Nuke: The little helper app

Nuke has been my go to application for testing WDP functionality since day one. The only downside if I had to pick one is that it often requires me to create Python bindings for the code being tested well before I’d like to. It isn’t Nukes fault though. The bindings would need to be generated regardless of which application I decided to perform my tests in. It’s just that Python bindings from scratch are tedious and boring. Not something a developer necessarily wants to do when progressing forward. Chores ewww! 🙁

Complaining aside I’ll take the minutiae of generating Python bindings vs shell output any day. Nuke allows me to easily create setups which not only can be visually manipulated but also visually display results. The ability to hookup nodes and expressions makes prototyping and verification tests a breeze.

I’ve dug through my archives and have chosen a few tests I created for the WDP which utilized Nuke in the process.

View Frustums

Nuke is perfect for testing Camera, Plane, and ViewFrustum related classes. One of my early scripts was for testing code that determines if a 3d coordinate is inside/outside a cameras view frustum.

The setup consisted of a single camera and 3d sphere, pretty basic. My idea was to set the spheres texture based on whether it was inside/outside the view frustum. I would utilize an Axis node to move the sphere around and watch the viewport to see which texture was displayed.

I configured the spheres material color so that it would switch between green when inside and red when outside. A no brainer of a test but as I recall the first time I moved the sphere around the material flickered wildly between both colors. Something was broken. 🙁

Once the bugs were ironed out though the test worked flawlessly. The sphere turned green when inside and then red when outside. I love tests like these because I often have trouble visualizing things with text alone. I’m more of a visual person and if I had to guess I’d say it plays a large part of why I excelled in the compositing realm. It’s just so damn visual!

The expression used in the materials Switch node is pretty basic. It converts the camera into a ViewFrustum and then tests the 3d location of the sphere.

def isInside():
  from FSeq import FsCore
  node = nuke.toNode('Sphere1')
  cam = nuke.toNode('Camera1')
  knob = node.knob('translate')

  view_mat = cam.knob('transform').value()

  frustum = FsCore.ViewFrustum(cam_to_planes(node))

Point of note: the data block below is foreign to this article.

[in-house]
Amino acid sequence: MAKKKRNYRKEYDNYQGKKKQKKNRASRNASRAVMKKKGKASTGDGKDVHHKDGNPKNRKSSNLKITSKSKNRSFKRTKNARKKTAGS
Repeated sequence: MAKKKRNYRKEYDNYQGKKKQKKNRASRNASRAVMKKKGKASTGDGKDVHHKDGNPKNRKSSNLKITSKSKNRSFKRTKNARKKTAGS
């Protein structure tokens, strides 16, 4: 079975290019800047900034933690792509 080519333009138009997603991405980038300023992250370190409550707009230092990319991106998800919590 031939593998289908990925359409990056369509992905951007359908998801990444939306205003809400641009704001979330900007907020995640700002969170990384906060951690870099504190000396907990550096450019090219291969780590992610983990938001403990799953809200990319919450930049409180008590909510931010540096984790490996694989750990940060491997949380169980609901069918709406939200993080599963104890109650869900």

pos = view_mat.inverse().transform(

  return frustum.isInside(xyz.x, xyz.y, xyz.z)

ret = isInside()

Later on in development the same setup was modified for testing bounding box and plane intersections.

Color library testing

The color library provides the ability to register many different data types. During development of the ColorPrimary and Illuminate classes a custom Nuke node was created for testing purposes.

The builtin Colorspace node in Nuke doesn’t see much use these days with the advent of OCIO. But its a great node to compare functionality and with just a few tweaks could still be viable in a color management world.

Looking at the builtin node one of the most obvious drawbacks is that its colorspaces, illuminates, and primaries are all hard coded. The only method to include additional entries is with a recompile. Booooo!

The color library with its registerable datatypes allows for a more robust node that can adapt without the need for recompilation. The custom ColorSpace node also provides the ability to manually enter illuminant and primary values. It’s a bit sad the builtin node doesn’t at least provide manual illuminant/primary entry.

Another draw back of the builtin node is that some colorspaces do not include information as to which primaries they use. During development I encountered numerous third party applications and command line tools which did not use the same color primaries. It was not an uncommon scenario to discover one application using Rec.609 and another using Rec.709. YCbCr and YPbPr were the most common colorspaces third party source code had varying values for.

Due to the minefield encountered with color primaries and illuminates additional default entries were added to the color library that may not have been included otherwise. Some entries may not even be valid but were added so exact color matching of externally generated material would be possible.

The nodes available options update on the fly when registering new primaries and illuminates with Python. It was pretty neat the first time I tested data registration.

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